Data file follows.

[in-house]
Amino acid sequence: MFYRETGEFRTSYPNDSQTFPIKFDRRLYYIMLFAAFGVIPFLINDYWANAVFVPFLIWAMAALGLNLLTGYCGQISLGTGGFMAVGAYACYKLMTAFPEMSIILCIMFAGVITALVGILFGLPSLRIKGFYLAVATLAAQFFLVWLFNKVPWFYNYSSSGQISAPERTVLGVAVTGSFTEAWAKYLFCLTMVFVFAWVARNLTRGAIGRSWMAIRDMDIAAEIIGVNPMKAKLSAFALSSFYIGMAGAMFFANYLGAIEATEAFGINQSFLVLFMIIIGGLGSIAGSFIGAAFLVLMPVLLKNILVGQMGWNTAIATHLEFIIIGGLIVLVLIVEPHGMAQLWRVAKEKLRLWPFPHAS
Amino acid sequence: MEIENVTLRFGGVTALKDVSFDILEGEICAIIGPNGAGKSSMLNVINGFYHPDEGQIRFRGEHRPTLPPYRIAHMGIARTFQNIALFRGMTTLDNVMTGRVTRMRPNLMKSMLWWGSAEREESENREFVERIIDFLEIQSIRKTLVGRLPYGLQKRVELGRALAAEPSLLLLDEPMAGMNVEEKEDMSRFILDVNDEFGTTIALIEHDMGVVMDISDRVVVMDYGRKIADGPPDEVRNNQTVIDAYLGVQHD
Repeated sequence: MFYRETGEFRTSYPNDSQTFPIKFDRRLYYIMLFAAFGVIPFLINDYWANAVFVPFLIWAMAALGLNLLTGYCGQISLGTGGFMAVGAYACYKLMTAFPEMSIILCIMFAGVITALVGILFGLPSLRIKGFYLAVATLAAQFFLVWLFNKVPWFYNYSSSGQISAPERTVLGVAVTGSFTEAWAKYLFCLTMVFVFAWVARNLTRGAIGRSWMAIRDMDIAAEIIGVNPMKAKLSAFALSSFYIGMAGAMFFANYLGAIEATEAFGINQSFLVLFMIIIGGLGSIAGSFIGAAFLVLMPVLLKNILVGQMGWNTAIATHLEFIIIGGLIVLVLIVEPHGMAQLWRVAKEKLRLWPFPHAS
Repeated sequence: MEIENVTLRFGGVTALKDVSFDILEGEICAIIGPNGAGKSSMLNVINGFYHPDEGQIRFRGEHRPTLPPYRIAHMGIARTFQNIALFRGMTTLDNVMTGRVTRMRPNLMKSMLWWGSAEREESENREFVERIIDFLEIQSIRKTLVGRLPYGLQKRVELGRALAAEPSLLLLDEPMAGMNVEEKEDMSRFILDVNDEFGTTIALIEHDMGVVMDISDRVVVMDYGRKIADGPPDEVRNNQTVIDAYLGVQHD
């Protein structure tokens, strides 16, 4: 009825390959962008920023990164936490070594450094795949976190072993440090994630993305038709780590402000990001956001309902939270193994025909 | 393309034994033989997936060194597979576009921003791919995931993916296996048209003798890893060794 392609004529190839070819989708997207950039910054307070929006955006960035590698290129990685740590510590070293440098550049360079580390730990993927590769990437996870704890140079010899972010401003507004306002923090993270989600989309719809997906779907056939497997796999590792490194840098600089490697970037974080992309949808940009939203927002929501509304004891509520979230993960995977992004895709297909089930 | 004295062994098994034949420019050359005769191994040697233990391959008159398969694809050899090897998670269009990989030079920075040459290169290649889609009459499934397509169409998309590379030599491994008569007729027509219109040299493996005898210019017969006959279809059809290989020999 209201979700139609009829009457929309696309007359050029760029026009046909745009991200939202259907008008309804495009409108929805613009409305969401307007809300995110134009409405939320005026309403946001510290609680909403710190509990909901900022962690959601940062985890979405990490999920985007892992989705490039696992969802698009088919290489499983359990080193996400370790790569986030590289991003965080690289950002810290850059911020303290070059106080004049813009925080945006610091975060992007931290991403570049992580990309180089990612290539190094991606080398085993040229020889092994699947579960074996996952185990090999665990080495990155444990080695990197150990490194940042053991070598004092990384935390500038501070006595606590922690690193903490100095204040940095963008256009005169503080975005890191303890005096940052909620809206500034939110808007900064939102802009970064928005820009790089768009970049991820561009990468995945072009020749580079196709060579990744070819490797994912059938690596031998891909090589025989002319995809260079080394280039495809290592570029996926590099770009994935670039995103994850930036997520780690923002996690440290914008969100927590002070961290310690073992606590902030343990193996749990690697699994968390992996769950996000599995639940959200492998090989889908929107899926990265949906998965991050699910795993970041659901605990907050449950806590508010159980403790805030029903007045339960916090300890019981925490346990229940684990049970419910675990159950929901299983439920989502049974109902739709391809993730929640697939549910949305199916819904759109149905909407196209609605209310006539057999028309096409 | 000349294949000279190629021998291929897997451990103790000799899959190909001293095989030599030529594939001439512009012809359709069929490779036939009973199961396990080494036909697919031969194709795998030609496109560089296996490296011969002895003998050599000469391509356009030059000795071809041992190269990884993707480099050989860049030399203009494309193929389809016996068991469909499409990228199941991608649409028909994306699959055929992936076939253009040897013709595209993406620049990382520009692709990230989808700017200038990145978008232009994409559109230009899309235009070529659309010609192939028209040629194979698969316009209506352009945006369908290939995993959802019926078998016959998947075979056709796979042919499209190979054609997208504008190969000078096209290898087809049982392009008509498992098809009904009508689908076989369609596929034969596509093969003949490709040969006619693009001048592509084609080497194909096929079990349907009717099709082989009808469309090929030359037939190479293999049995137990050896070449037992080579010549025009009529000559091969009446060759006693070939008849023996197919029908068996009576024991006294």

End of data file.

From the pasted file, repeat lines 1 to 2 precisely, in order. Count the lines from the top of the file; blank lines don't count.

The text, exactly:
[in-house]
Amino acid sequence: MFYRETGEFRTSYPNDSQTFPIKFDRRLYYIMLFAAFGVIPFLINDYWANAVFVPFLIWAMAALGLNLLTGYCGQISLGTGGFMAVGAYACYKLMTAFPEMSIILCIMFAGVITALVGILFGLPSLRIKGFYLAVATLAAQFFLVWLFNKVPWFYNYSSSGQISAPERTVLGVAVTGSFTEAWAKYLFCLTMVFVFAWVARNLTRGAIGRSWMAIRDMDIAAEIIGVNPMKAKLSAFALSSFYIGMAGAMFFANYLGAIEATEAFGINQSFLVLFMIIIGGLGSIAGSFIGAAFLVLMPVLLKNILVGQMGWNTAIATHLEFIIIGGLIVLVLIVEPHGMAQLWRVAKEKLRLWPFPHAS